Cryptocurrency mining refers to the process where nodes in a blockchain network validate transaction details and record them on the ledger. This adds a new block to the blockchain, as well as new coins. The newly minted coins are the incentive for nodes to continue maintaining the ledger.
Mining requires a mining rig hooked to a computer where it performs the transaction validating activities. However, not all cryptocurrencies in existence today can be mined. In this article, we bring you the list of best cryptocurrencies to mine in 2021.
Our Top Picks Of The Best Cryptocurrencies to Mine
In this section, we discuss popular cryptocurrencies that you can mine.
Bitcoin (BTC) was first released in 2009 by Satoshi Nakamoto. Many more cryptocurrencies came after that–amounting to 8,389 at the time of writing–but Bitcoin remains dominant, where it occupies 67.1% of total cryptocurrency value. A single block of the Bitcoin blockchain is about 1 megabyte (MB) in size, and it is created via Proof of Work (PoW).
PoW entails solving complex mathematical problems, a task that gets harder after every new block. So far, 18.6 million BTC coins have been mined, and the limit is 21 million.
Ethereum mining requires great processing power. You need powerful graphics processing units (GPUs) to solve difficult computations and get rewarded. The Ethereum blockchain network offers more functionality than BTC. For example, users can run applications on the network–called decentralized apps (dApps) without the possibility of fraud, censorship or downtime.
The use cases of the Ethereum network have catalysed the growth in value of its native coin, Ether (ETH). ETH has remained the second most valuable cryptocurrency after Bitcoin for almost the entirety of its existence.
Litecoin is a hard fork of Bitcoin, meaning it uses the same source code and algorithm as BTC. The cryptocurrency uses the Scrypt protocol, which makes it easy to mine using GPUs. The reward for validating transactions on the Litecoin network is earned in Litecoin (LTC) – 12.5 LTC per block. LTC is the network’s native coin.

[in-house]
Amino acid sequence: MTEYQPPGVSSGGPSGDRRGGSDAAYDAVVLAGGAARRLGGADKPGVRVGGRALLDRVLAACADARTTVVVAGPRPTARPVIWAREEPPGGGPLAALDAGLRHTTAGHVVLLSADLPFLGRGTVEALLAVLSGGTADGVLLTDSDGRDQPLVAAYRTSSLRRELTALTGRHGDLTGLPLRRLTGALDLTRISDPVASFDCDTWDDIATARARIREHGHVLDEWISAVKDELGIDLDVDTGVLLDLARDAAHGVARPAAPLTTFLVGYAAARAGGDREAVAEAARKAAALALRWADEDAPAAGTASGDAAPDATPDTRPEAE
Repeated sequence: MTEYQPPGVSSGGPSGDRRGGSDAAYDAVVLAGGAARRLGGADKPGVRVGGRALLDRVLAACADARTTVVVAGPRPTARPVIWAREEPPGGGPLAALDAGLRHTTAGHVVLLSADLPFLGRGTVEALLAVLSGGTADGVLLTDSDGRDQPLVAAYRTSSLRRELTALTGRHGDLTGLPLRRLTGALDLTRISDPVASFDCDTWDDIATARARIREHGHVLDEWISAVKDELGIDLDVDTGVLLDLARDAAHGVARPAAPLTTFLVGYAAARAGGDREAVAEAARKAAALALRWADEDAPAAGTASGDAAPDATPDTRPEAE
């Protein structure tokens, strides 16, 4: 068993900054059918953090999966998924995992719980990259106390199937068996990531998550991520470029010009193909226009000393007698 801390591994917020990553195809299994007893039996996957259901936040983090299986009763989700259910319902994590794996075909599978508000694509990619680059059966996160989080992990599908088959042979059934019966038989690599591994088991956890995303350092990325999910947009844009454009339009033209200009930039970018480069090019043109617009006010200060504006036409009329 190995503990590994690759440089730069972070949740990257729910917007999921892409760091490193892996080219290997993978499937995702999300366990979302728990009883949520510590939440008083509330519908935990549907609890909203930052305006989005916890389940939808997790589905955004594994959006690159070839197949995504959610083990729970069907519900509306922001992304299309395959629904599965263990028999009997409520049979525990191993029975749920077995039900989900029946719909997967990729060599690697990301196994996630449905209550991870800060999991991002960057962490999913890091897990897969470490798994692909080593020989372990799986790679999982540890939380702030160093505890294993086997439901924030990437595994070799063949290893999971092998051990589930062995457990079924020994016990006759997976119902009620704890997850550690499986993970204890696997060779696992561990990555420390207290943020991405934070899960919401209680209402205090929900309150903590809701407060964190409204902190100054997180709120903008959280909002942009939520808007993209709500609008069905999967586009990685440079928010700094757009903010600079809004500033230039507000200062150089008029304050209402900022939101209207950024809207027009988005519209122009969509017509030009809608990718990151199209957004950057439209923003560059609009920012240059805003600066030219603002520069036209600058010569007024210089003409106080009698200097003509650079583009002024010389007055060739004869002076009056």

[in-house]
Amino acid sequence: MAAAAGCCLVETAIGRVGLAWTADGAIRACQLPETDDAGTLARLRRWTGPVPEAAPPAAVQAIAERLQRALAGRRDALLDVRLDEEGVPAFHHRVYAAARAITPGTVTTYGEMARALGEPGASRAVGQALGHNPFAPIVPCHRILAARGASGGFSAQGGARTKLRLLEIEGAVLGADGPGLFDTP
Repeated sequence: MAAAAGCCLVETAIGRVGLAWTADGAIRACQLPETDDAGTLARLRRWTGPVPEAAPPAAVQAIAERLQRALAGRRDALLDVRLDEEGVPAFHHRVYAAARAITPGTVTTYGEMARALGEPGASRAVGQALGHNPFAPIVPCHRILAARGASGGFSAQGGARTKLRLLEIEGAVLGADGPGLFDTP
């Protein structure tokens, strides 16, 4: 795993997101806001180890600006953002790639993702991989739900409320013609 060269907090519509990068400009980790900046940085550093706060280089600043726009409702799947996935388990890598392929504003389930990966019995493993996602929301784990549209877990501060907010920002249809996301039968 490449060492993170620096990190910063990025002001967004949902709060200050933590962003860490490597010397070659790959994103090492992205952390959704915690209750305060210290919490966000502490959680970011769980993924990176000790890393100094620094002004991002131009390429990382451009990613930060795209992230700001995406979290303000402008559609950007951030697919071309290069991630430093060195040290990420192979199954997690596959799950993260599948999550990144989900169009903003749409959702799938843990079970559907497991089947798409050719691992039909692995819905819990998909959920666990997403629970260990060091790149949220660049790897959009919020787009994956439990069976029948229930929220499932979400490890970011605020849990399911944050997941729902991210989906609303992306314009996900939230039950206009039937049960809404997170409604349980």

LTC's supply is capped at 84 million, and there are about 66.5 million coins in circulation today. This justifies LTC as a great choice of cryptocurrency to mine.
Dogecoin is a Litecoin fork. The cryptocurrency holds 12th place on CoinMarketCap after becoming a sensation among crypto enthusiasts since its inception. Dogecoin uses the same PoW algorithm and Scrypt hash function as Litecoin, making it easy to mine using a GPU.
Billy Markus founded the coin, and he designed Dogecoin to be an 'internet cryptocurrency' for two primary functions; to store value and facilitate transactions. Dogecoin has one of the most generous block rewards for miners, whereby a single block earns you 10,000 DOGEs.
Monero has two unique qualities. Firstly, the cryptocurrency network makes the best of blockchain technology to enforce fungibility and anonymity. Users can make untraceable transactions, and you cannot link one transaction with another. Secondly, Monero uses the CryptoNote cryptographic hash function specifically built to make it impossible to mine using application-specific integrated circuits (ASICs). Miners earn 2.15 Monero (XMR) as a block reward.
Dash launched in early 2014 as an open-source version of the Bitcoin blockchain. The running of this Bitcoin fork is the responsibility of a decentralised autonomous organization (DAO). Because it is a fork of the Bitcoin protocol, Dash uses the PoW algorithm but implements the X11 hashing function. DASH miners are called Masternodes, and they usually earn 1.55 DASH as block rewards for their efforts. Masternodes are also shareholders and have voting rights.
Zcash is different from all the other coins we have covered so far. Although it was forked from Bitcoin in 2016, Zcash does not implement the PoW algorithm. Instead, it implements a unique zero-knowledge proof algorithm called zk-SNARKs to achieve consensus. This algorithm shields transactions to offer anonymity to users.